The political economy of subnational political dynasties: theory and evidence from Argentina
Public Accountability and Public Administration Seminar
18 October 2018, h. 17.00
Speaker: Jacqueline Behrend(Universidad Nacional de San Martín/CONICET)
Chair: Paola Mattei (University of Milan)
SPS Seminar Room (Room 215, II Floor, Passione side)
Dipartimento di Scienze sociali e politiche
Via Conservatorio 7, Milano
The existence of “political dynasties” is usually associated with traditional or patrimonial forms of rule. This image is normally opposed to the idea of democracy, party competition and electoral alternation. However, in many contemporary democracies around the world there are political dynasties that successfully compete for office, are elected through political parties and actively participate in party organization, most notably at the subnational level. These dynasties are not merely present in recent or developing democracies, but also in established and long-standing ones. This observation suggests that democracy does not eradicate powerful families’ ability to dominate the political process (Smith 2012), as democratic theory predicted (Dahl 1961). Indeed, democracy can aid the establishment of new subnational political dynasties. Although the existence of subnational political dynasties has important consequences for democracy and governance, we still know very little about how and why these family networks are built. Evidence from Argentina (Behrend 2008, 2011), India (Chandra 2016, Chhibber 2011) and other world regions suggests that the development of political dynasties is linked to structural and institutional causes. This paper builds on existing research on political dynasties in Asia, Latin America and the United States,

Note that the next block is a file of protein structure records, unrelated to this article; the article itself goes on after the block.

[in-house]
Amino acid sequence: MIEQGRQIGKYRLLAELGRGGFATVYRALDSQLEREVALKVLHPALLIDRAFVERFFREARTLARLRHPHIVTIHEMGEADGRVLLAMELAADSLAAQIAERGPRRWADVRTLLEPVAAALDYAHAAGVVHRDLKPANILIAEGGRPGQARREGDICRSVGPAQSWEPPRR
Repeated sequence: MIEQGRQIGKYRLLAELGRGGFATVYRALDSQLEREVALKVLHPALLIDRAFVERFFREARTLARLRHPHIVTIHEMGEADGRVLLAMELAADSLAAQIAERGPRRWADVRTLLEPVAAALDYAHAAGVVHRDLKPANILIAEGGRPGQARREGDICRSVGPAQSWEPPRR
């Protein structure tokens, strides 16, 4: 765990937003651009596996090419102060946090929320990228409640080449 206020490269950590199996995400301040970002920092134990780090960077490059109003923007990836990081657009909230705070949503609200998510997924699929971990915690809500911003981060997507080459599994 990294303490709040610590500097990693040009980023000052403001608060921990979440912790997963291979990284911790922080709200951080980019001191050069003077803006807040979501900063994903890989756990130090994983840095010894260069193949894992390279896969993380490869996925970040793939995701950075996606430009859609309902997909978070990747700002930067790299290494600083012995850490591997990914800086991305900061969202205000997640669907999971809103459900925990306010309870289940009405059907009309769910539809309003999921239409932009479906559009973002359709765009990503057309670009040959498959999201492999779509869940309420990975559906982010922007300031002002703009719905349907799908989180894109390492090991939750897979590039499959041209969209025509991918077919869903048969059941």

and proposes the hypothesis that the development of a political dynasty is part of a broader strategy by local elites who seek to diversify their “investments” into both politics and business. In the framework proposed in this paper, local elites develop an “investment portfolio” depending on opportunities and returns (Schneider 2010) that ranges from participation in politics and elected office, to ownership of local media and local business sectors. This form of diversification requires the existence of a family network that can occupy different positions of power in both the public and the private arena. The development of a political dynasty allows local elites to ensure their survival in the long-term. The paper argues that local elites’ possibilities of developing a political dynasty depend on: 1. the ability to access provincial state resources; 2. the ability to control the political party; 3. the existence of a family network that can penetrate the different arenas.
This seminar is part of the Cycle of seminars "Public Accountability and Public Administration"